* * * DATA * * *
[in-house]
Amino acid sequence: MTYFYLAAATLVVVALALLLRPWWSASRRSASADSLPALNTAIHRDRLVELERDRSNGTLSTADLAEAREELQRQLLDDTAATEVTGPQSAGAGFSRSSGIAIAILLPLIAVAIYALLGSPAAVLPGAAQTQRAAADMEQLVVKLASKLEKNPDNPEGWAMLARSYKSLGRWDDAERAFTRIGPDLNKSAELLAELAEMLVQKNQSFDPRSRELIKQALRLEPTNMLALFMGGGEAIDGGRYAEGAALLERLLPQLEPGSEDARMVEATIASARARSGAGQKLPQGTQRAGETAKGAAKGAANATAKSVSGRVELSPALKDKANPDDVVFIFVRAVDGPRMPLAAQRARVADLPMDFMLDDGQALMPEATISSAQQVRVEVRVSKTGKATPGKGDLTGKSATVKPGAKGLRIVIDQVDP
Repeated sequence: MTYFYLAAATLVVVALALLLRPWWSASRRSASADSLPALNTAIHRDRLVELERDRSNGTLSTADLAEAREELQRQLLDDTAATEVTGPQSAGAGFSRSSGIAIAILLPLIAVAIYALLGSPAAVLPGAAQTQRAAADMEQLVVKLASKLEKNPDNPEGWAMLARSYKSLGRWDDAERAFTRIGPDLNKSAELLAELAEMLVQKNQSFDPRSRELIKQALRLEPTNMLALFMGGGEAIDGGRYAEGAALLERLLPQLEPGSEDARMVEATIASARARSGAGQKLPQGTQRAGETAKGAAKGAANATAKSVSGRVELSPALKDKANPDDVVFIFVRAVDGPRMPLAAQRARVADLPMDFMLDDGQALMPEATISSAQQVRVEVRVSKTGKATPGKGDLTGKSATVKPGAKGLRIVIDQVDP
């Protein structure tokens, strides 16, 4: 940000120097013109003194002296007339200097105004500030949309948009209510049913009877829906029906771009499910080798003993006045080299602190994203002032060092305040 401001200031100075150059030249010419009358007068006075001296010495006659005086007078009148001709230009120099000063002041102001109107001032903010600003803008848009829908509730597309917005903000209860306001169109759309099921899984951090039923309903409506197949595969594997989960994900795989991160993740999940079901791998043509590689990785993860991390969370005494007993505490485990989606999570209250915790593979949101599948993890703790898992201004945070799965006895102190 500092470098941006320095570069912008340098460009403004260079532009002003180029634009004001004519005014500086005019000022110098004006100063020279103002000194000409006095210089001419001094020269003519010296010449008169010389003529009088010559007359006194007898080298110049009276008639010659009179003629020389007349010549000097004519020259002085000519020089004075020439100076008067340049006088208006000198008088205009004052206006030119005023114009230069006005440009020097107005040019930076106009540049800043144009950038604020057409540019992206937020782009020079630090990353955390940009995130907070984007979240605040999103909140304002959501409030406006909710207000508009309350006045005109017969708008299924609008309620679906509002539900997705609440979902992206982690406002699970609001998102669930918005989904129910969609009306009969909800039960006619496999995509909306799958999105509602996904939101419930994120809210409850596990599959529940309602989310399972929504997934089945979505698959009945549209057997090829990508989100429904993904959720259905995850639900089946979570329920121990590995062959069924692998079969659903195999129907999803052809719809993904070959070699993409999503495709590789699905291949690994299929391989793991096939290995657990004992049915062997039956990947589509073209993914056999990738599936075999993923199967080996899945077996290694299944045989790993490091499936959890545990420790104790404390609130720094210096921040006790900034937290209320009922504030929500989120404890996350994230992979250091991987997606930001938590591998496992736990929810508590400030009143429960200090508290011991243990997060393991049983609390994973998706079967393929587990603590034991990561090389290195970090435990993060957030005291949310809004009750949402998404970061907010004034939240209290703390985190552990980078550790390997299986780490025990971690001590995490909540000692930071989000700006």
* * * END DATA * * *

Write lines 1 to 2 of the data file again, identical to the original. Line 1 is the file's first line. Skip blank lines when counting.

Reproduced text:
[in-house]
Amino acid sequence: MTYFYLAAATLVVVALALLLRPWWSASRRSASADSLPALNTAIHRDRLVELERDRSNGTLSTADLAEAREELQRQLLDDTAATEVTGPQSAGAGFSRSSGIAIAILLPLIAVAIYALLGSPAAVLPGAAQTQRAAADMEQLVVKLASKLEKNPDNPEGWAMLARSYKSLGRWDDAERAFTRIGPDLNKSAELLAELAEMLVQKNQSFDPRSRELIKQALRLEPTNMLALFMGGGEAIDGGRYAEGAALLERLLPQLEPGSEDARMVEATIASARARSGAGQKLPQGTQRAGETAKGAAKGAANATAKSVSGRVELSPALKDKANPDDVVFIFVRAVDGPRMPLAAQRARVADLPMDFMLDDGQALMPEATISSAQQVRVEVRVSKTGKATPGKGDLTGKSATVKPGAKGLRIVIDQVDP